Pedro Azcué
CEO
JLL Mexico and Chairman at JLL Latin America
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View from the Top

The Dollar-Peso Battle in Leasing

Wed, 11/01/2017 - 15:01

Q: What major challenges are shaping the real estate industry?

A: Historically, financing has been one of the biggest challenges developers have encountered. But due to the change in the Mexican pension fund system (Afores), financing real estate projects has become easier. A huge amount of money is being channeled through new types of financial vehicles for the development of both real estate and infrastructure projects. These local funds are in most cases not dependent on what occurs in international markets, decreasing the dependency on foreign capital. There is a lack of IPOs in the BMV, which means there are limited options for Afores to invest in. This has spurred the funds to seek investment alternatives like real estate, which can provide the long-term returns they want. It is possible that these funds will start looking at investment in foreign companies if there are no new locals to which they can allocate all their funds.

Q: How will Fibras react to changing economic conditions within the Mexican market?

A: A problem we are facing is the deterioration in the value of Fibras. In some cases, their share prices have fallen significantly in peso terms. Because of this, Fibras are less likely to raise more equity because if they did, it would significantly dilute the holdings of the original investors. It is likely that Fibras may not be the most important buyers of properties in 2017 because if they need to raise more equity their shareholders will most likely want to hold off on new acquisitions until the equity market recovers. However, Fibras will invest in new projects if they can raise the money through debt as long as they do not decrease their equity. I am not convinced that in the near future we can count on Fibras to be the important providers of capital they were in the recent past.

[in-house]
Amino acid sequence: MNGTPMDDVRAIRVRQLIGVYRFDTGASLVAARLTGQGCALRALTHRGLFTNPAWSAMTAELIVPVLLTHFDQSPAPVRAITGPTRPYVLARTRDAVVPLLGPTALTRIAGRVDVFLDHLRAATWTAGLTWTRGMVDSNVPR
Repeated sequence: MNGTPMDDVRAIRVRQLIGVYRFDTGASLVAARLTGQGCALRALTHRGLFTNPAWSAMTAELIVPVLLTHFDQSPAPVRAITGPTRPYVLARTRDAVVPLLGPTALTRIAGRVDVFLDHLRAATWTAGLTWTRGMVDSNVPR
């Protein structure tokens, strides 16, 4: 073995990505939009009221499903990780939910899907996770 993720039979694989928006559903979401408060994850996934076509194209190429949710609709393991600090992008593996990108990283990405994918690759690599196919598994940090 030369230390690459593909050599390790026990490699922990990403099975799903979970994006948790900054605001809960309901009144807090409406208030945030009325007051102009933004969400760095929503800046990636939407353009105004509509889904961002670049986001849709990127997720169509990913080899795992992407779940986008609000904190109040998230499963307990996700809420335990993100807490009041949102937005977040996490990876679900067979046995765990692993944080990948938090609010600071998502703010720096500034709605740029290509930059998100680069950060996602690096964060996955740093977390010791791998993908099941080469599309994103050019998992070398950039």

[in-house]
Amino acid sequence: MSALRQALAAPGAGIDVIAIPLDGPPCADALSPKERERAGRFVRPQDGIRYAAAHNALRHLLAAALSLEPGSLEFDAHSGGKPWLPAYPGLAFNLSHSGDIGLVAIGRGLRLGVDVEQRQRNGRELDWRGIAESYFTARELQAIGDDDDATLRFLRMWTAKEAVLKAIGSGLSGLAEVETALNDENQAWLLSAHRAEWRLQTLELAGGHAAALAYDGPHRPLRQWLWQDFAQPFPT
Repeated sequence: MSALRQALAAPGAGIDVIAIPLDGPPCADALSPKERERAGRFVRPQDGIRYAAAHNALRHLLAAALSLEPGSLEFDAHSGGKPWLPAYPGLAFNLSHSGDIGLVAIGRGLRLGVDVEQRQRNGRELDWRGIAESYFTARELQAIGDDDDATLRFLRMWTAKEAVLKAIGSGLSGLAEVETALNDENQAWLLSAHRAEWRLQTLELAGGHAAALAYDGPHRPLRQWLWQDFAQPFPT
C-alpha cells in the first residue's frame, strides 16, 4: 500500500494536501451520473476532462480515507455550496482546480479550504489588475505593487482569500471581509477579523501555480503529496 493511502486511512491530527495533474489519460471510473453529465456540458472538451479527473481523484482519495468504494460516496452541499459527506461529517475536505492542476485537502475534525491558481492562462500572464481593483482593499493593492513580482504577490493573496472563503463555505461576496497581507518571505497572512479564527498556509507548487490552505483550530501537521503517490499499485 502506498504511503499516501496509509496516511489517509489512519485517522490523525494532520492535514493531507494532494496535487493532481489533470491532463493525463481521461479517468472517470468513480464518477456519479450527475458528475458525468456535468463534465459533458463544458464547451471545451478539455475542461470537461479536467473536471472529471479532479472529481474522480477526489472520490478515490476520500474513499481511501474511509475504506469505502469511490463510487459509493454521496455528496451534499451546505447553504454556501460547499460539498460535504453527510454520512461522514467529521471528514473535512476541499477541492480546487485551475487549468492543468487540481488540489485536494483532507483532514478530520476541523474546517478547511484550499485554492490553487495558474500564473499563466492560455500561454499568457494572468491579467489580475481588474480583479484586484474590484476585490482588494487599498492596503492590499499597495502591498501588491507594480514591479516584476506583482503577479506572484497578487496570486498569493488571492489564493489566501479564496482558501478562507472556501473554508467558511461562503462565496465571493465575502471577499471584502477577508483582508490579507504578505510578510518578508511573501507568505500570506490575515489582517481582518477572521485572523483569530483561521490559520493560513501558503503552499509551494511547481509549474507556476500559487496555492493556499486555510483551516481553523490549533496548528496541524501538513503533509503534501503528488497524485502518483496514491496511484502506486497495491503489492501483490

Q: What are your clients most worried about when it comes to new investments in Mexico?

A: Some companies that are looking to lease new facilities in Mexico are worried about signing contracts in dollars and the owners of the buildings are worried about signing long- term leases in pesos. Signing long-term leases in pesos can over time lower the real value of the property, especially if the peso continues to depreciate significantly and the lease escalations do not reflect true cost of living increases. The Consumer Price Index (CPI) does not entirely reflect the reality of the cost of living increases from a developer’s point of view because the index measures a different basket of goods and services to that of a typical developer. For example, when 225 dollar-denominated materials such as steel rise, the index only increases by a few points but developers might experience a much greater cost impact than what the CPI reflects. By signing long-term leases in pesos, companies are gambling because one party will end up with a better deal over time.

Q: What is your outlook for the commercial real estate market in the next couple of years?

A: Although it falls under the real estate sector, one cannot generalize outcomes because this sector varies significantly depending on the region and product type, whether it is office, industrial or retail. For instance, the country is experiencing a boom in the tourism sector, where there are many new hotels being built in Los Cabos and in the Riviera Maya while at the same time areas impacted by security issues and concerns are far less dynamic. In real estate, the quality of projects also matters greatly. There are many buildings in Mexico that have taken years to be leased, while others that are not even finished construction fill up rapidly. Residential continues to do rather well and this demand will continue to increase. In cities, such as Mexico City, it is always difficult to find attractive land and when water, energy and sewage problems are added, it makes it even more challenging to develop viable projects. The industrial market might depend greatly on changes to NAFTA and US policies. Some projects will continue with construction because they cater to internal demand but others will hold off until there is less uncertainty in the political environment. Renegotiating NAFTA is a risk but it might also prove to be a great opportunity if the US decides to further look at North America as a competitive block.